Imagine a version of Kenya in an alternative present (or a not so distant future) that has regressed to a state of dictatorial control mirroring the Moi era at its peak, probably worse. A Kenya in which government surveillance of all forms of communication is the norm. A return to the bad old days whereby spreading unmonitored ideas was as criminal as a violent act of treason and subversion. Back to the days of the Mwakenya – secret documents of dissent in low circulation but still highly volatile. Ideas put down on pen and paper with ink that instantly and indelibly brands those who come into contact with it as enemies of the state.
This is the dystopian world that has been created by filmmaker Abstract Omega in his latest Swahili language (English subbed) short film project called Monsoons Over The Moon released in two installments between August and November. He goes further and adds some mystical and mythical elements to the storyline, in effect setting the film slightly apart from the standard cookie-cutter 1984 style films that we have already seen countless times over.
Monsoons Over The Moon revolves around Shiro (Anita Kavuu-Ng’ang’a), a young woman on the run from a couple of violent goons linked to the government (Blessing Lungahon, Renson Michael). They’ve given her 3 days to lure her equally violent boyfriend out of hiding or they’ll soon be wiping her guts off the floor. Her friend Ras (Samuel Charles Mwangi) hands her some contraband to sell for cash to skip town and go underground.
Among the contraband is a Mwakenya, one of many books written by a mysterious gang called The Monsoons that has been breaking out those imprisoned by the dictatorial government. These books are rumored to enable believing readers unlock all sorts of superhuman abilities including being able to communicate in dreams. A heavy crackdown on The Monsoons by the government has made such books rare commodities.
Shiro’s reading and believing in the content of her Mwakenya transports her into the “other world”. This place has a Matrix-like vibe where reality and dreams intertwine, where up could actually be down, and perception is controlled by one’s own willpower. Her experiences in and out of this surreal place set up the stage for her final conclusive confrontation with the two government goons in a dark and lonely Nairobi alley. Will she overcome them? Well, watch the film and decide.
The beauty of this film is that within its very short 15 minute duration, it manages to tackle quite a number of heavy themes and to pose so many interesting questions. It constantly communicates through each and every method at its disposal as efficiently as possible. Every device, prop and filming decision is useful in one way or the other. The accompanying soundtrack from the likes of Trabolee, Qina and Mars Maasai further complements the sweet ride that lingers long after the 15 minutes fly by.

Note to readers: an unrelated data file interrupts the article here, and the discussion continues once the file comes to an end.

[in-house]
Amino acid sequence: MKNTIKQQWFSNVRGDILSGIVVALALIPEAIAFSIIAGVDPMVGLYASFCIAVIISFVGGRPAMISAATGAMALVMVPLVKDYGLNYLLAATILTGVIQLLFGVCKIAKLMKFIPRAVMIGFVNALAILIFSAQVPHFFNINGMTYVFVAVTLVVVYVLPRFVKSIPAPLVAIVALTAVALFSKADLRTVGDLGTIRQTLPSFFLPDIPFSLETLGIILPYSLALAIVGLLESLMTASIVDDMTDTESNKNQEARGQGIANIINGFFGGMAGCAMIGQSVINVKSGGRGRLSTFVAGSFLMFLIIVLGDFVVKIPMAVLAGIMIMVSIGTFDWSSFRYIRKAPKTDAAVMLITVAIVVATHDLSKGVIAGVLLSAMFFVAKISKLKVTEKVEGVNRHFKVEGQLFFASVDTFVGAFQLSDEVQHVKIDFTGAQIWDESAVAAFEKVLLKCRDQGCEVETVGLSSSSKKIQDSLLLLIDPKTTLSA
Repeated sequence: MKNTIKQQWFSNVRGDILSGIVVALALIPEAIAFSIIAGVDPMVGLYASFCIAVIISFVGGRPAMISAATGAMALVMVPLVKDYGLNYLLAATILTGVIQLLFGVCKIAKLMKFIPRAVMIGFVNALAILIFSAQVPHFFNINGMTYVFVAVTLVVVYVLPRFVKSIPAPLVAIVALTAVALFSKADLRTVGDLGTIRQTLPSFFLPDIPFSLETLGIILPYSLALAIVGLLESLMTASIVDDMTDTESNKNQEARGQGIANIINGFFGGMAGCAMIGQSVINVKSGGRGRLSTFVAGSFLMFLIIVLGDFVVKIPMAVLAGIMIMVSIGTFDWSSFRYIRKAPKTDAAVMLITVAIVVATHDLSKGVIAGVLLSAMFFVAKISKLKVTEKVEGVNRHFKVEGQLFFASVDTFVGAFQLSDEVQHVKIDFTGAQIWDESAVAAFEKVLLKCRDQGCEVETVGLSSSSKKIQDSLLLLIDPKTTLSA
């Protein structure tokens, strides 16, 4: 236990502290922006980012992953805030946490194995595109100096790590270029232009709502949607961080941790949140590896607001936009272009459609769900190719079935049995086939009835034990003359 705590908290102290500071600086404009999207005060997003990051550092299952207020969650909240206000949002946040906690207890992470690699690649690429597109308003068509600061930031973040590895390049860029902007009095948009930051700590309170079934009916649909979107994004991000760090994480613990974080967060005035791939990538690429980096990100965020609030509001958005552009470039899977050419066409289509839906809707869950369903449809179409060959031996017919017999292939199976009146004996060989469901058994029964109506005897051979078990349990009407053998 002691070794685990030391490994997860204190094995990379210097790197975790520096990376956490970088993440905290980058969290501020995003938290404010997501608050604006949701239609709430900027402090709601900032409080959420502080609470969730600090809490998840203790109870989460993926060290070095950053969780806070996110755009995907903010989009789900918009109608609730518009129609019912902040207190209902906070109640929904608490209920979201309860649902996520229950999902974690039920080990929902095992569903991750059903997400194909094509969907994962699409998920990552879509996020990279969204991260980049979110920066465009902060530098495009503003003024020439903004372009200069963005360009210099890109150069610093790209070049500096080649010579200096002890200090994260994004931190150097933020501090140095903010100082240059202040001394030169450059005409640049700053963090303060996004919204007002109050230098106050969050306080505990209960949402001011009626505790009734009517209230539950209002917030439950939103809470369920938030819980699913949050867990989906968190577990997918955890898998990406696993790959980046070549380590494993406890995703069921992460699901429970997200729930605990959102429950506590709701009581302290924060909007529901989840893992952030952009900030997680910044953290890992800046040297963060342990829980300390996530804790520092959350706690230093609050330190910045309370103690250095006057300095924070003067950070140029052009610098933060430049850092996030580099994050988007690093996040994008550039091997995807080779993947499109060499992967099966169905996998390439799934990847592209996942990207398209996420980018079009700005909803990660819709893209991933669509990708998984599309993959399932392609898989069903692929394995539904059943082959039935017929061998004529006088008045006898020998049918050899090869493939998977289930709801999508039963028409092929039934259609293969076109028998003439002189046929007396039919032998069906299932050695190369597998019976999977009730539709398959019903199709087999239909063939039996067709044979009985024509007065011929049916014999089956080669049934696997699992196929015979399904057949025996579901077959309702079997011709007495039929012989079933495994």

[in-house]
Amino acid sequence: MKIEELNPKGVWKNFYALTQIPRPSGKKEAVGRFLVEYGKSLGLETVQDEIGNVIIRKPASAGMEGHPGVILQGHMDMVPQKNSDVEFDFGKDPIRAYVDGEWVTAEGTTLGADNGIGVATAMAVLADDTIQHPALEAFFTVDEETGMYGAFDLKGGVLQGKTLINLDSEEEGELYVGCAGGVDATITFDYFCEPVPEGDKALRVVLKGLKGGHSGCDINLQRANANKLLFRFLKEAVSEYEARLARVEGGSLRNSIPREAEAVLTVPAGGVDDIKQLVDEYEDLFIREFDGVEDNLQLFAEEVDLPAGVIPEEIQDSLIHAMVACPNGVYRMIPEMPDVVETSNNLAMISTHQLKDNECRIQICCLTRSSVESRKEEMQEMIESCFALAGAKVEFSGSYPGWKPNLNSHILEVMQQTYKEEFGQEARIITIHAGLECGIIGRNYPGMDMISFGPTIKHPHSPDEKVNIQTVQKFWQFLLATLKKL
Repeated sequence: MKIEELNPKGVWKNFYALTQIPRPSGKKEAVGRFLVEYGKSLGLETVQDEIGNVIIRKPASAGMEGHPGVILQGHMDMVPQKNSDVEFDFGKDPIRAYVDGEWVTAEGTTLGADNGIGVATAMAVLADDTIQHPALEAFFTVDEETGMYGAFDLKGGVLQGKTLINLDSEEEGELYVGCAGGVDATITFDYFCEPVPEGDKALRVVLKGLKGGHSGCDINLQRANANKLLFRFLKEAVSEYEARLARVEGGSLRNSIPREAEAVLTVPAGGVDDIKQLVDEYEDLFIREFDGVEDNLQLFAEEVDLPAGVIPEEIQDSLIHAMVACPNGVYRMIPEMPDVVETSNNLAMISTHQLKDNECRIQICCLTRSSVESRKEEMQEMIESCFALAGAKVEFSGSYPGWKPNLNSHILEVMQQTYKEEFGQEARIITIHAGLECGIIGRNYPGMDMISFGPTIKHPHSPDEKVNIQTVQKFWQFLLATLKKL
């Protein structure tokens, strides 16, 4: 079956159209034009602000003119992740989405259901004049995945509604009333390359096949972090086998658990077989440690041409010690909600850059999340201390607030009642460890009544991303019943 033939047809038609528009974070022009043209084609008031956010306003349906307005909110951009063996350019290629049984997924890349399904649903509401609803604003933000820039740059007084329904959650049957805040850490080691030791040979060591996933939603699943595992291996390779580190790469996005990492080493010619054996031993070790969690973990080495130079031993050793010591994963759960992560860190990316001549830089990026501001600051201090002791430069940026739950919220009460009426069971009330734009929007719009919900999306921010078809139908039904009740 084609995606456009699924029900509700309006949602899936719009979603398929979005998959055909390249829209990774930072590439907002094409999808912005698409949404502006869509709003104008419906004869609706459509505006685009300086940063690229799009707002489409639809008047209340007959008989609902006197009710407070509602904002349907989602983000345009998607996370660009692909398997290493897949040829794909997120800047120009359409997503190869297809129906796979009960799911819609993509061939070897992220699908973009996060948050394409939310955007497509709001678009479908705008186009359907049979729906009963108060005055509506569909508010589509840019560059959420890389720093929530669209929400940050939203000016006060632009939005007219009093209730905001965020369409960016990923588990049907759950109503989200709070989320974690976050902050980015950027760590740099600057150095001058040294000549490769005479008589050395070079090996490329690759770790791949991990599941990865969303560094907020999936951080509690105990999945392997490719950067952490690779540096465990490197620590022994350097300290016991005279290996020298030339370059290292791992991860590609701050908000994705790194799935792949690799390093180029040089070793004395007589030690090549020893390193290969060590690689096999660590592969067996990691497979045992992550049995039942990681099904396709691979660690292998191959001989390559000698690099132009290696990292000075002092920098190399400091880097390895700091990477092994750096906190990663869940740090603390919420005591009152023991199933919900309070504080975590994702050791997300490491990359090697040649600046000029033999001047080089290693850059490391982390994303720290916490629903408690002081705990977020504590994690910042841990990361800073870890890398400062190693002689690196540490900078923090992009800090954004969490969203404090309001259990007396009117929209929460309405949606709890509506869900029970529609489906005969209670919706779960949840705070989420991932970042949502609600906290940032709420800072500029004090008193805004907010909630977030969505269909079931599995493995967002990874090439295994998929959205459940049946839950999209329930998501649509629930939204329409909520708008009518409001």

The film’s internet-purged setting not only calls into question our general perception of the internet as the omnipresent portal of communication and repository of information that we will always have access to (sometimes as a human right) but also the new digital era characterized by shoving all of our memories, ideas and random thoughts into “the cloud”.
Monsoons also questions how easily we entrust for-profit corporations with terabytes upon terabytes of our information and culture. We never pause to think that one day an e-shredder somewhere will be obliterating our Instagram filtered dog pics and Twitter monologues before moving on to destroying the more important stuff. We assume the internet never forgets but don’t consider how much the internet makes us forget.
In its nuances, the film also tries to hint how the country sunk to terrible depths in the first place. Those who control the infrastructure for the storage and transmission of information eventually determine the content of the information itself, leading to an Orwellian world. “History” is then shaped according to convenience and the truth/reality becomes gradually unrecognizable. Abstract Omega depicts this by portraying the dream sequences in colour and waking reality in black and white, a complete opposite of the norm.
Those who know and have witnessed the hard cold truth either develop self-induced amnesia or have it threatened, forced or beaten into them. Meanwhile, actual history keeps repeating itself until we learn to force ourselves to see the truth and block out the lies we tell ourselves everyday.
In essence, Monsoons mirrors the situation in Kenya today and its population with many peculiar habits. A population of perpetual amnesiacs willing to absorb blatant disinformation and unable to learn from the past because we are unwilling to retell our history free of the white lies and half-truths.
We don’t really want to look into the roots of inequality of land ownership, politics fuelled by tribalism, the ever expanding wealth gap, corruption, domestic terrorism etc. etc. Abstract Omega describes it as the “unwillingness to confront your own bullshit”. Blogger and historical researcher Owaahh wonders how we have arrived at this traumatized state of mind yet we’ve known little war compared to the rest of post-independence Africa.
THE BOTTOM LINE
Monsoons is a simple yet beautifully executed film, with lots to think about and unpack. It may seem simple at first sight but it achieves the objective films as a visual medium are meant to, that is to trigger emotions and ideas without necessarily having a clearly mapped out story.